2.1.2 Indoor air quality indicators
As described earlier, indoor air contains many pollutants. For many years, discussion has continued as to which indicator for indoor air quality is the most suitable. Carbon dioxide (CO2) is probably the most commonly used indicator, measuring the CO2 produced by human breathing and emitted by appliances such as gas cookers and boilers (CIBSE, 2011). Other indicators are humidity and volatile organic compounds (VOCs), both of which are possible indoor air quality indicators.
CO2 as indicator of air quality
Carbon Dioxide is often used when talking global warming as it is one of the main greenhouse gasses causing global warming. But, CO2 is a good indicator of the indoor air quality in houses, where the occupants and their activities are the main source of pollution, as CO2 is emitted by all humans while breathing and not by many other sources. However, CO2 is rarely a health issue in itself. It is nevertheless a very good indicator of human presence and the level of ventilation. Outdoor air contains approximately 400 ppm of CO2; breathing generates CO2, so the indoor CO2 concentration will always be at least 400 ppm and usually higher, especially in bedrooms.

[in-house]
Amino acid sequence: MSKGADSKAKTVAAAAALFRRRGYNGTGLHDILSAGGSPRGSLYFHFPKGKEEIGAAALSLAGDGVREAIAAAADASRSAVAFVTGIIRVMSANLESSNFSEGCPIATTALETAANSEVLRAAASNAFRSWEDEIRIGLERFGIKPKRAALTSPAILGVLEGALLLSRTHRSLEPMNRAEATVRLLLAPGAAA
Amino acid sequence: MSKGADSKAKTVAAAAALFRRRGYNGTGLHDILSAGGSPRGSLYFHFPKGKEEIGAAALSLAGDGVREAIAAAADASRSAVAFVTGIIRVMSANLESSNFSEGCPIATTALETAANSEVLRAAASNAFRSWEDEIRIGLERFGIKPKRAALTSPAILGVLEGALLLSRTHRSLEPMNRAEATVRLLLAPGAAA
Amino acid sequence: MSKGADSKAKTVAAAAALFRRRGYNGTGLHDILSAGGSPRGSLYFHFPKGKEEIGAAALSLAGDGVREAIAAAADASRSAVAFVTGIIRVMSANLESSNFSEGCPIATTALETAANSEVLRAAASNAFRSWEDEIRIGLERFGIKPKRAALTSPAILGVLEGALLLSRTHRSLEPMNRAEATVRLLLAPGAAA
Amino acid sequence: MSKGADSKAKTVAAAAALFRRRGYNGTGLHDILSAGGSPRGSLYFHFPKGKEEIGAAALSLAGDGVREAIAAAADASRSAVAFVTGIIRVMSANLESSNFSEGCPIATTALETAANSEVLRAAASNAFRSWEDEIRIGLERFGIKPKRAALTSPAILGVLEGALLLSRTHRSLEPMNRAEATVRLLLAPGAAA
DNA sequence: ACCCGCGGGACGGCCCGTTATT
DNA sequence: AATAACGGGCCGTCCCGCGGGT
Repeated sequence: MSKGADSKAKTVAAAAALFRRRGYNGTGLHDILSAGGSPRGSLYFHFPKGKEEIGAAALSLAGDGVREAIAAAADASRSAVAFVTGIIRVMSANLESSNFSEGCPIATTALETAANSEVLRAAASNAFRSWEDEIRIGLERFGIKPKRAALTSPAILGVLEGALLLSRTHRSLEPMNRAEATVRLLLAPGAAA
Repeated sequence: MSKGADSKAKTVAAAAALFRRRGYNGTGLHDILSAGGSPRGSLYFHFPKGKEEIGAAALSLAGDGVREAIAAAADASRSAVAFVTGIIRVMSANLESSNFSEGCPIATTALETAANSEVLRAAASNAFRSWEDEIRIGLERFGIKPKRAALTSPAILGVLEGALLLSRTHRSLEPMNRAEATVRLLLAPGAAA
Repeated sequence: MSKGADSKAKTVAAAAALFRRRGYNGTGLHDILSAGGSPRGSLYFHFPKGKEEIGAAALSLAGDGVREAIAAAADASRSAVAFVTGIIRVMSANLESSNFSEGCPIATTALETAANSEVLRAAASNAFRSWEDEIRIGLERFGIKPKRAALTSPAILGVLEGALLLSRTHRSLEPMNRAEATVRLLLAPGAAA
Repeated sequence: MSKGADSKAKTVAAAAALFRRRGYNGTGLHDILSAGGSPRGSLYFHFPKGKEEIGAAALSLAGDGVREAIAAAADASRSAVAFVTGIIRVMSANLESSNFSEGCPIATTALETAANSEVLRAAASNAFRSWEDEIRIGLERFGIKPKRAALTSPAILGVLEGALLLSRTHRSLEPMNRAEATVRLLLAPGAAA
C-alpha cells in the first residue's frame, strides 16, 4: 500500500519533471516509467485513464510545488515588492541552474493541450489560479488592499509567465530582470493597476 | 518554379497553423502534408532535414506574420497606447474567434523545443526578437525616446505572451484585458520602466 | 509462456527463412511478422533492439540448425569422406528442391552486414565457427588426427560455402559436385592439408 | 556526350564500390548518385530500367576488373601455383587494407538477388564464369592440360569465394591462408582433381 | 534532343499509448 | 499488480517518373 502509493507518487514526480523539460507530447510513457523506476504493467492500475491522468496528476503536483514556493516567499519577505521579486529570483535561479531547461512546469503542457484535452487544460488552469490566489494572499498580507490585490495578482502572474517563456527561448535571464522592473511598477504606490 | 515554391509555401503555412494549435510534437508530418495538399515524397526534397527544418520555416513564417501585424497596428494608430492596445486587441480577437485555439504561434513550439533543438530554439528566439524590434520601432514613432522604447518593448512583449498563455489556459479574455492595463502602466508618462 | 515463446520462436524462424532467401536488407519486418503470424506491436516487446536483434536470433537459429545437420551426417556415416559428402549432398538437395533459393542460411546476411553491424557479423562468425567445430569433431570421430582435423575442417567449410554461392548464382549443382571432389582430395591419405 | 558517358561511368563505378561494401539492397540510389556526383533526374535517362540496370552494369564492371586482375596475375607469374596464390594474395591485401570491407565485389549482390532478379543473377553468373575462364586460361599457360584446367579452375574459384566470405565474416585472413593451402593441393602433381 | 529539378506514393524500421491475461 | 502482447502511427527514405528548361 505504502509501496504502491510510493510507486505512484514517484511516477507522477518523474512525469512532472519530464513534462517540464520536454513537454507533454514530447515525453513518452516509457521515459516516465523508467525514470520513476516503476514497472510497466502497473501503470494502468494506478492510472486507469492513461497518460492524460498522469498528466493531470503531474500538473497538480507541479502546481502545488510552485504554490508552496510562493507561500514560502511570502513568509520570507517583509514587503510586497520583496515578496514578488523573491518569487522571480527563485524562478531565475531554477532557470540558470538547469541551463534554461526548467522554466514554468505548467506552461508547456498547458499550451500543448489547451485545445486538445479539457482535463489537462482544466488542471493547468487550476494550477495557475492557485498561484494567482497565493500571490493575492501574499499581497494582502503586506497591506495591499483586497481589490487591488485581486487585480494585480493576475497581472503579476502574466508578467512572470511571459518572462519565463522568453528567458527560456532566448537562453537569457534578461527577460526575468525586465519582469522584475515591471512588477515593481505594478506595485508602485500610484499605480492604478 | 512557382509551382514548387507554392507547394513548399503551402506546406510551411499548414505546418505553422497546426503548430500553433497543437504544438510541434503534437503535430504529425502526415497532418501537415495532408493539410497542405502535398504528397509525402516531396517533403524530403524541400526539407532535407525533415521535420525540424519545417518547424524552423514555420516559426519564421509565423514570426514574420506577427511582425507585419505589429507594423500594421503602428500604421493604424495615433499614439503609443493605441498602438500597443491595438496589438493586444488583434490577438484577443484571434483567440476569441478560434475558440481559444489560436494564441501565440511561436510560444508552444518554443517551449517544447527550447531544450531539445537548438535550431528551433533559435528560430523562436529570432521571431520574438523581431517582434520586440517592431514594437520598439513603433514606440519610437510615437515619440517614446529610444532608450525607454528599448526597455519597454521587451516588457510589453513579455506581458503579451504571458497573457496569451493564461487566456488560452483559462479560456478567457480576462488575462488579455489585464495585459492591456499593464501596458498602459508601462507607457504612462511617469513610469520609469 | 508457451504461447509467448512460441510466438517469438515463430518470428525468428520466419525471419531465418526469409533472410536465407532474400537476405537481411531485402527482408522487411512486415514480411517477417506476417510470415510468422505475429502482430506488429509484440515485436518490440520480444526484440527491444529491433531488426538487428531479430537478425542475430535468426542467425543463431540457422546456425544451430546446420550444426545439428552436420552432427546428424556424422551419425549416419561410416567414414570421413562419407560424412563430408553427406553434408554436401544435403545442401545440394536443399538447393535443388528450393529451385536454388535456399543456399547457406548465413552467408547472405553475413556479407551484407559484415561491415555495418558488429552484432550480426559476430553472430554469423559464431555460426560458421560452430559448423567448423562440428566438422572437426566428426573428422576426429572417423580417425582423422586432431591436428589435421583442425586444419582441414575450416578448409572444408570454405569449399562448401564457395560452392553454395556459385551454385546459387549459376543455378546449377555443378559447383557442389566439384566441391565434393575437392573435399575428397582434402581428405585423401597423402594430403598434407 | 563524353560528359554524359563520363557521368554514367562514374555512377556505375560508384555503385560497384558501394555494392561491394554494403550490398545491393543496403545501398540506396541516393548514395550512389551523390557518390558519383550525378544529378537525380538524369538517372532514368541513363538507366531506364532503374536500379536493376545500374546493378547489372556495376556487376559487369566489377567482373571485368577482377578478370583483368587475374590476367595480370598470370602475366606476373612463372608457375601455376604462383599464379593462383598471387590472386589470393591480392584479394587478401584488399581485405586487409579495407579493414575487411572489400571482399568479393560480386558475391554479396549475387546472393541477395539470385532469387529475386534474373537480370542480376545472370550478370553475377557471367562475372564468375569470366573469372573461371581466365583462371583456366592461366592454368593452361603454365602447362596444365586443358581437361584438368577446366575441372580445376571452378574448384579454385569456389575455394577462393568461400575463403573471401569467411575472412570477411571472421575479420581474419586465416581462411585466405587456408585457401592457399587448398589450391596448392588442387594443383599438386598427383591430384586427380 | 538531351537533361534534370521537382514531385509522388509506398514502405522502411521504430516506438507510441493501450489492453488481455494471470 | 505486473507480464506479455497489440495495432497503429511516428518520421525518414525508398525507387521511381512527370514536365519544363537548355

According to European standard, EN 16798-1:2019, there are given 4 categories of the expected indoor air quality, ranging from category I (high expectation) to category IV (low expectation). This standard is not necessarily legislation unless referred to in national legislation.
For CO2 these levels are category I (950 ppm), category II (1200 ppm), category III (1750 ppm) and category IV (above 1750 ppm). Though for bedrooms these levels are lowered in the standard. An indoor CO2 level of max 1200 ppm therefore provides a medium IAQ expectation which is generally acceptable and above 1750 ppm will give a low expectation of the IAQ (CEN, 2019; Active house Alliance, 2020). CO2 is most relevant as an indicator in rooms where the need for ventilation is linked to the presence of people, e.g. in bedrooms, children’s rooms, living rooms, dining rooms, classrooms and offices.
Humidity as indicator of air quality
The relative humidity indoors will vary on a yearly basis in correspondence with the humidity level outdoors. A high level of humidity in indoor air can increase the presence of house dust mites. So in climates with cold winters, the relative humidity inside should be kept below 45% during winter (Richardson et al, 2005). Generally speaking, high relative humidity levels should be avoided in order to limit the risk of mould growth, with negative health conditions such as asthma and allergies as a consequence (Liddament, 1996).